Could Drinking Coke Be More Addictive Than Snorting It?

Cocaine: Often referred to as “coke,” it’s an illicit drug derived from the coca plant. In 2001 it was estimated to cause less than 100 deaths per year in the US.

Coca Cola: a soda containing a high concentration of High Fructose Corn Syrup (HFCS), used to sweeten the drink. Sodas with HFCS were linked to 180,000 deaths in 2010. And despite what the Corn Refiners Association tell you, HFCS is not natural.

Now the numbers don’t lie. Both substances are clearly harmful to the body – except only one of them is illegal (and look how little that death toll is). In fact, only one of them is even frowned upon. Our society is so happy to be nannyed on some things but not others, despite the evidence.

Many will say it’s irresponsible or even counter-productive to draw comparisons between an illicit drug like cocaine and sodas such as coke. But there are just so many similarities… other than the name (as ironic as it is).

In fact new research presented by addiction expert Francesco Leri at the 2013 Canadian Neuroscience Meeting suggests we can become physiologically addicted to junk food, just as we can become addicted to hard-drugs. His team found that HFCS can cause behavioral reactions in rats, similar to those produced by addictive drugs.

Leri, Associate Professor of Neuroscience and Applied Cognitive Science at the University of Guelph, says in the press release, “There is now convincing neurobiological and behavioural evidence indicating that addiction to food is possible.”

The “food addiction” hypothesis Professor Leri investigates suggests certain individuals are far more vulnerable to develop an addiction to a type of food than others, for example an addiction to HFCS found in Coke. This small percentage of people could be the ones struggling most with obesity.

“Food addiction” works just the same as cocaine addiction – many people try cocaine, but only a small percentage become addicted. Addiction happens when substance use goes from a positive reinforcement to a negative kind; so over-eating junk food may actually just be a symptom of addiction, with the cause of the entire problem being the food product- in this case sodas containing HFCS.

So we are potentially faced with a scenario in which consuming HFCS is a direct cause of obesity, and – due to the addictive nature of HFCS – the symptoms of obesity include consuming more HFCS. It’s a vicious circle.

Now there will be readers that say we aren’t mice or rats, and we generally don’t consume the high concentration of HFCS used in animal studies (although there are some of us that do!). But the point is HFCS can be addictive, making it one of the key reasons why the obesity health problem is continually getting worse.

And can you honestly say you haven’t met someone addicted to soda? I know many people that would cringe at the idea of simply having water at the dinner table.

Perhaps those that do become addicted to HFCS need far more than calories shown on the menu to help them get clean.

So what are your thoughts on sweets being addictive? Do you know anyone addicted to soda or another HFCS sweetened product?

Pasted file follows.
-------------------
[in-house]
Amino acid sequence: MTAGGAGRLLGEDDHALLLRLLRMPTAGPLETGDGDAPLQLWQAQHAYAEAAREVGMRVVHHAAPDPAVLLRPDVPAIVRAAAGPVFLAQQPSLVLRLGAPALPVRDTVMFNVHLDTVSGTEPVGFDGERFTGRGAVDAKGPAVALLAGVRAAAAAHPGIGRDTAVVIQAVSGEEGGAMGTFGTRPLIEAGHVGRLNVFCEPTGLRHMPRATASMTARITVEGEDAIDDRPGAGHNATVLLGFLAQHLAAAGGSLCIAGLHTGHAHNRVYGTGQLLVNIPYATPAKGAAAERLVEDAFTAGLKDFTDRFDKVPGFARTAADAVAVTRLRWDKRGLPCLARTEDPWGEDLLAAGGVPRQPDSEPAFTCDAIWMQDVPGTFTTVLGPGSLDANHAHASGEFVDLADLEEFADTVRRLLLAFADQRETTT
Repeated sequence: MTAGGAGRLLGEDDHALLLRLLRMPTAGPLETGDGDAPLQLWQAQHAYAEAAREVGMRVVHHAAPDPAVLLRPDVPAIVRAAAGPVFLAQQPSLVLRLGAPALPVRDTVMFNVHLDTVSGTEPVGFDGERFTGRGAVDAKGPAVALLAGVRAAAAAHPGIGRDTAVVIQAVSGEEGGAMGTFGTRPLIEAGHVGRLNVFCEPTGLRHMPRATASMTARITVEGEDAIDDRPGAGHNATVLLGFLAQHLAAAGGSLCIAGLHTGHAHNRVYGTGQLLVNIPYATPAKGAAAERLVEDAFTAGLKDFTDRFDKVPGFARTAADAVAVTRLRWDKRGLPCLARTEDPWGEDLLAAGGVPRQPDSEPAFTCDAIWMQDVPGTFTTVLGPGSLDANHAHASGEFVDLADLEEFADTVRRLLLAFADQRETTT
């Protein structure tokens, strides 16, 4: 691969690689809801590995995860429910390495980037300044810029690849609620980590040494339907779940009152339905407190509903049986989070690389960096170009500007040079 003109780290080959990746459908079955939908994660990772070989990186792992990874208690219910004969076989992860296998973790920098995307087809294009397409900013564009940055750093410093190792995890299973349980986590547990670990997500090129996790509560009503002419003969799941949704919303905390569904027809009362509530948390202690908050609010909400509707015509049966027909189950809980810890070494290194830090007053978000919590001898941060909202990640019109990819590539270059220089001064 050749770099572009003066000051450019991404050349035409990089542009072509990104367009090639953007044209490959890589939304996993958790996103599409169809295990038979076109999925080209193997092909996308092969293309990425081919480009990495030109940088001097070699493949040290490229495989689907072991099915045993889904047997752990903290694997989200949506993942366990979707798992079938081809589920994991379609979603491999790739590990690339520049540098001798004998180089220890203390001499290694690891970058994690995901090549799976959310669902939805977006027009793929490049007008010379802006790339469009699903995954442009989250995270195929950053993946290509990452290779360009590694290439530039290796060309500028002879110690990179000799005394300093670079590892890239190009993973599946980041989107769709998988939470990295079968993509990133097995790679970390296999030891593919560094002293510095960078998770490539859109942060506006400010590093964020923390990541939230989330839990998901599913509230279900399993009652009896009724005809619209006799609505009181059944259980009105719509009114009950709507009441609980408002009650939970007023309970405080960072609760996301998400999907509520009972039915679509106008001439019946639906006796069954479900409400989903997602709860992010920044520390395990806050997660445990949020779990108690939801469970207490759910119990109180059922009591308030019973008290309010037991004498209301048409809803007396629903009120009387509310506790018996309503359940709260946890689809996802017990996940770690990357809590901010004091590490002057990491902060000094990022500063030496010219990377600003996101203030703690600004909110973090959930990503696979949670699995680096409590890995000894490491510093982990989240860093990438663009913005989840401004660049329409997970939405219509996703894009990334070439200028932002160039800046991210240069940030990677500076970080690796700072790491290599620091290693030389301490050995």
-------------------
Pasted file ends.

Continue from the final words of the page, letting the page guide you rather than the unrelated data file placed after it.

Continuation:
Jim Ven
Jim Venabout a year ago

thanks for sharing.

Matt Peake
Matt Peake3 years ago

im ashamed to say im addicted to coke (cola) :(

Paul M.
Paul M3 years ago

Holly L. "Comparing Coca-Cola to Cocaine - gimme a break!" What is your information of refutation? Do you KNOW they cannot be compared?

Taking Ruby W. stats ... "Cocaine deaths = 20 per 100,000 people per year" ... There are 313million people in the US ... that's a lot of 20s.

Paul M.
Paul M3 years ago

Any article that makes us think about the problems of addiction and by association law enforcement against those supplying, or the addicted, is valuable.

There is good work being done at treating addiction-crime as a health issue in various parts of the world (and violence ... "Gary Slutkin: Let's treat violence like a contagious disease" on TED).

CJ R. I find your comment simplistic and unproven. You have no idea what affects other people if you aren't them. I don't have an addictive personality, but I can see just by looking around that addiction is a problem for some people. I couldn't agree with you more "Please people. You don't have to believe all the crap you're told." regarding your own output.

Wait, what if I'm addicted to writing comments to Care2!

Sheila D.
GGmaSAway D4 years ago

After reading this article, I am soooo glad I no longer drink Coke - the soda. I always thought it was the caffeine that I was hooked on - the high you get, that spurt of energy. Before I started drinking only water, you would never see me without my can of coke - or my cups of coffee in the AM. Always told my children to NEVER drink the last can of Coke in fridge "under penalty of death". Thank goodness they never did or I would have been hardpressed to find a suitable replacement for my "death" penalty - maybe being tickled would have been suitable.

wael a.
wael a4 years ago

thank you

Sabrina I.
Past Member 4 years ago

Why drink other things when you can drink water '__' when you're thirsty water is the best!

Dale B.
Dale B4 years ago

I enjoy a couple Pepsi Throwbacks most days. They are made with sugar, which of course isn't good for you, but better than HFCS. I normally drink tea I make that has a very small amount of honey and blueberries. My sweet tooth goes into overdrive at night and I was eating a lot of cookies and ice cream bars. Now, I keep fruit salad on hand all the time and eat that instead. I buy canned pineapple chunks and mandarin oranges and mix them with frozen blueberries and mini marshmallows and will add other fruit (strawberries, bananas etc) that I have around. I wanted to find a way to add more fruit to my diet, I wasn't expecting it to taste so good or not to go to waste.

Andreya C.
Andreya B4 years ago


Geoff P.
Past Member 4 years ago

Unreal or untrue